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Yellow figures appear in Ilford to inform people A&E is for ‘urgent care’ only

PUBLISHED: 10:18 12 February 2013 | UPDATED: 10:26 12 February 2013

Carly White and Monet Lawes talk to people about injuries and A&E waiting times.

Carly White and Monet Lawes talk to people about injuries and A&E waiting times.

Archant

Yellow figures, standing seven foot tall, appeared in Ilford Town Centre on Thursday to show that patients with minor illnesses and injuries do not always need to go to A&E.

Ailments and where to go

Self-care:

Cough

Grazed knee

Hangover

Pharmacy:

Diarrhoea

Painful cough

Runny nose

Your GP can treat:

Backache

Ear pain

Sore tummy

Vomiting

Walk-in centre:

Cuts/scratches

Itches

Sprains

Suspected breaks

A&E needed:

Blacking-out

Blood loss

Chest pain

Choking

Source: North East London and the City

To find your nearest services visit www.notalwaysaande.co.uk.

The large models, which depicted different types of medical problems, were on display in High Road, Ilford, to promote better use of A&E by the public.

Statistics reveal that of the 26,452 calls attended by the London Ambulance service in Redbridge, 3,654 could have been avoided between April 2012 and January 2013.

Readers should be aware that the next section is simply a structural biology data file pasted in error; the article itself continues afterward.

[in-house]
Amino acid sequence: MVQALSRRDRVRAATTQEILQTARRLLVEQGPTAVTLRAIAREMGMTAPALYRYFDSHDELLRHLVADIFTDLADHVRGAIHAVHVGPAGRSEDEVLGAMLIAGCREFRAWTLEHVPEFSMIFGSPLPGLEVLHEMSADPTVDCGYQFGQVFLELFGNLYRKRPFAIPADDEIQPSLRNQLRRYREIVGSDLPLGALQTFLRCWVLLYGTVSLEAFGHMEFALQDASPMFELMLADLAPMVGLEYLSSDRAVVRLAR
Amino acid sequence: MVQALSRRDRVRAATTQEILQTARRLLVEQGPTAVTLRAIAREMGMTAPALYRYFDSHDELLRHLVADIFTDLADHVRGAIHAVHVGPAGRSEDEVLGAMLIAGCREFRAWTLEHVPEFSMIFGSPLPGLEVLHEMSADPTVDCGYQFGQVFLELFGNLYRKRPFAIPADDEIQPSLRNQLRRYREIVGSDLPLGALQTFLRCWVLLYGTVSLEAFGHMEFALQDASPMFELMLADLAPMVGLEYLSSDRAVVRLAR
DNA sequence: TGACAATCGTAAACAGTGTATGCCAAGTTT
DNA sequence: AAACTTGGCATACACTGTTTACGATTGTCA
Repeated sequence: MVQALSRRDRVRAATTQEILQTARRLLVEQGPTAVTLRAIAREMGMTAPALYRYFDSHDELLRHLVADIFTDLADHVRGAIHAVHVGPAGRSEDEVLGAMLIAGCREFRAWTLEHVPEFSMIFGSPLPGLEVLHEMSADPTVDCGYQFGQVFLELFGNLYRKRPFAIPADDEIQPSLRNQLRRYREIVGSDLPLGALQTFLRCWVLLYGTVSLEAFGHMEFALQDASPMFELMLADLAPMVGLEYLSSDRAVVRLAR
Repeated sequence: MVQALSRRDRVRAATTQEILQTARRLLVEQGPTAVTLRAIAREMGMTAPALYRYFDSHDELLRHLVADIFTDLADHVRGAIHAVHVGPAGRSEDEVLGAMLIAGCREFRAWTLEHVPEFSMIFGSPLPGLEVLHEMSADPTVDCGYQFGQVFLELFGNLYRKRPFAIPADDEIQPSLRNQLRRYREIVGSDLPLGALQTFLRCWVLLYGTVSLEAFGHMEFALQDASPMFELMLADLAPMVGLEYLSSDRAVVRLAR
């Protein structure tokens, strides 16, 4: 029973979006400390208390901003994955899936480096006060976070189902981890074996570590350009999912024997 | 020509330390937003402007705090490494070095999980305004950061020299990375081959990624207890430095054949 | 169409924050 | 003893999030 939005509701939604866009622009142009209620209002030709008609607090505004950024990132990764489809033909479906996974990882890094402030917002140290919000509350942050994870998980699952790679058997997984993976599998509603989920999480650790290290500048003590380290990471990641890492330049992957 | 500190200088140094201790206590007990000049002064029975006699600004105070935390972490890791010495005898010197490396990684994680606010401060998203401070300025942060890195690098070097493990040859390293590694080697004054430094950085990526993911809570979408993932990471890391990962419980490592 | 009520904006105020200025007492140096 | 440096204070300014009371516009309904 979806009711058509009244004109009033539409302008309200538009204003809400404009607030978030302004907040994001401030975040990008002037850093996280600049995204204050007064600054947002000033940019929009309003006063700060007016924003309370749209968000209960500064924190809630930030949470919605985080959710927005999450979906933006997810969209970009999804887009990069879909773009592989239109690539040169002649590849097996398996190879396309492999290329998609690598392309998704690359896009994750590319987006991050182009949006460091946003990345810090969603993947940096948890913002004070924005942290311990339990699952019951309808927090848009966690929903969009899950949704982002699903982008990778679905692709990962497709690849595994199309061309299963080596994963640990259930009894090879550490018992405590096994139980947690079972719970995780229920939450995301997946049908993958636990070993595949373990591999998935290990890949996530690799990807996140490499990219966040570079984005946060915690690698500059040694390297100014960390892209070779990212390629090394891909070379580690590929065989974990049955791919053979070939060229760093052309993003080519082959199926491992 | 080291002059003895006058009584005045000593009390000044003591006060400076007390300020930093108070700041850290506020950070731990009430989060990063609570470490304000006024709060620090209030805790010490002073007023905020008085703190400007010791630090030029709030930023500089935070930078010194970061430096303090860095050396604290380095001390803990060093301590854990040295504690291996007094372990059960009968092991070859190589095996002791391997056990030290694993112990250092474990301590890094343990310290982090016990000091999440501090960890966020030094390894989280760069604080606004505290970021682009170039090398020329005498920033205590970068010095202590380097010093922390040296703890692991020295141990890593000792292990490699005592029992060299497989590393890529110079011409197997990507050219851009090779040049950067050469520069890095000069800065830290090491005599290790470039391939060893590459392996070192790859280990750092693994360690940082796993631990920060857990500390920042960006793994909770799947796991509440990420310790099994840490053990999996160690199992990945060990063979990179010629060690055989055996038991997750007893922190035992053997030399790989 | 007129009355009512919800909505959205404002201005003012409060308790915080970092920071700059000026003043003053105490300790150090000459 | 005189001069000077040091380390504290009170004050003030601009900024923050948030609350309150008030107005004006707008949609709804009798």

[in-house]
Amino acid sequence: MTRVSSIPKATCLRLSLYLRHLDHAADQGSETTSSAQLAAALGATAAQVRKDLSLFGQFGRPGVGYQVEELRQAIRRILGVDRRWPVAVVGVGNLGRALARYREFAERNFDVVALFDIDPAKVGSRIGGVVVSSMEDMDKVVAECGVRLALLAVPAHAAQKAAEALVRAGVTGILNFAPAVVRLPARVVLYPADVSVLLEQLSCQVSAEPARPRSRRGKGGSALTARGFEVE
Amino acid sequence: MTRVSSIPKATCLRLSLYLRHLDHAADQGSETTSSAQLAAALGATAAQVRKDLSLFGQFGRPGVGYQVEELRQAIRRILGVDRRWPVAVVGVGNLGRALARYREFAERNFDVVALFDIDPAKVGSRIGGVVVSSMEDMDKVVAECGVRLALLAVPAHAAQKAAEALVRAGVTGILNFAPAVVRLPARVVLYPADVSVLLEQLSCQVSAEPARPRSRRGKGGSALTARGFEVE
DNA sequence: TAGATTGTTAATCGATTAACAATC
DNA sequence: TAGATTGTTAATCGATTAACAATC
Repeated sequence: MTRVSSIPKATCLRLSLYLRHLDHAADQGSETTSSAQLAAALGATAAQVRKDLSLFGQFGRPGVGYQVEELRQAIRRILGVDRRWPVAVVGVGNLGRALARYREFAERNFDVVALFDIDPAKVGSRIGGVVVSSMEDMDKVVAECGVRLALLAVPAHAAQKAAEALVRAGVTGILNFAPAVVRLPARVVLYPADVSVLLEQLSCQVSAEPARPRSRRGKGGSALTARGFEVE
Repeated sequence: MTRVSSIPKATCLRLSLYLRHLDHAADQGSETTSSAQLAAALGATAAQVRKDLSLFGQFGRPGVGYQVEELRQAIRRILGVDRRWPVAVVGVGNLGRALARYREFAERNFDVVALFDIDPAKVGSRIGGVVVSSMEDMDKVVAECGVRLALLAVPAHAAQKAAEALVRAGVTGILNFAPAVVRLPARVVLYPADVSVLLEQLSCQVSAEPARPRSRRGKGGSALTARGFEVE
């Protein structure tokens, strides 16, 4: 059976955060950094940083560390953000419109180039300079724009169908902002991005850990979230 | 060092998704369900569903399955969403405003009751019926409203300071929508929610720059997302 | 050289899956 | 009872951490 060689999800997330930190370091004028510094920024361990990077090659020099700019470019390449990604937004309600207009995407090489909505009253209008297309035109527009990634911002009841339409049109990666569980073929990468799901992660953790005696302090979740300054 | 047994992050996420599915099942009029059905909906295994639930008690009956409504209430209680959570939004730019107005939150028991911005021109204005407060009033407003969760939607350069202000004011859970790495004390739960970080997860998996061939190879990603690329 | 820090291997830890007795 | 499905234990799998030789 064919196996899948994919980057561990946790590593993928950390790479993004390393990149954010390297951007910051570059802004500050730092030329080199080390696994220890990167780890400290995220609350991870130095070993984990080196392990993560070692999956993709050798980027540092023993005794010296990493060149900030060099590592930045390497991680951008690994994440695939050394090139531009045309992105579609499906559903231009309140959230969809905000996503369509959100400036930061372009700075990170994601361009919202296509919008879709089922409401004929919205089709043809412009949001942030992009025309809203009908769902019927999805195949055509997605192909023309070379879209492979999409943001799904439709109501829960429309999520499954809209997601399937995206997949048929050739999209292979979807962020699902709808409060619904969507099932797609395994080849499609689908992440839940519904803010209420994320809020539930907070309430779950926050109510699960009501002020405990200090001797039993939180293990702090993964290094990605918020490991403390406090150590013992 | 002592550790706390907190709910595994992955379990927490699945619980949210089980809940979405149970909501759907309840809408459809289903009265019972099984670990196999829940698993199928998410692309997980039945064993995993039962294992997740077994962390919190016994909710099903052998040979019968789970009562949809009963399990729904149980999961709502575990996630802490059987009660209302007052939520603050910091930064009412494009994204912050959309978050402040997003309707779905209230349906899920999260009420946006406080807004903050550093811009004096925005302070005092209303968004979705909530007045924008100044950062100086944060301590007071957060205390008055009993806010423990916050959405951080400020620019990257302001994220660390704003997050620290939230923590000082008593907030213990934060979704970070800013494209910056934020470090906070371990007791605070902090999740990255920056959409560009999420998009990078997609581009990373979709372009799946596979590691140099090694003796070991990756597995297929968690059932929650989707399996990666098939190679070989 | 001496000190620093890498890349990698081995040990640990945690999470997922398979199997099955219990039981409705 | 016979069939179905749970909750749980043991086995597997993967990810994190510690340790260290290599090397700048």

The primary care trust campaign also revealed that Monday mornings are the busiest days for A&E departments and that an estimated 40 per cent of people do not need to be there.

The campaign aims to promote the ways a patient can be treated without going to A&E, as pharmacists can help with headaches and diarrhoea, while walk-in services and minor injury units can help with cuts, minor infections and sprains.

Redbridge clinical director Dr Anil Mehta said: “When you need urgent care or are unwell, it is difficult to know where you should go for treatment.

“But A&E shouldn’t automatically be the place to go for any problem. This puts a lot of pressure on A&E and increases waiting times for those patients who are genuinely in need of urgent medical attention.

“All we want patients to do is take a few minutes to understand where their local services are and what they can treat.”

The latest figures from the London Ambulance Service also show that 15 per cent of almost 200,000 people in the seven east London boroughs who phoned 999 last year did not need to be taken to A&E.

Dr Derek Hicks, clinical director for emergency care at Barking, Havering and Redbridge University Hospitals NHS Trust, added: “At A&E, we are here to make sure that people are treated, but we often get people coming in for things that are far from life threatening.”

The A&E at King George Hospital, Barley Lane, Goodmayes, is earmarked for closure when Queen’s in Romford is deemed fit enough to cope with the extra demand.

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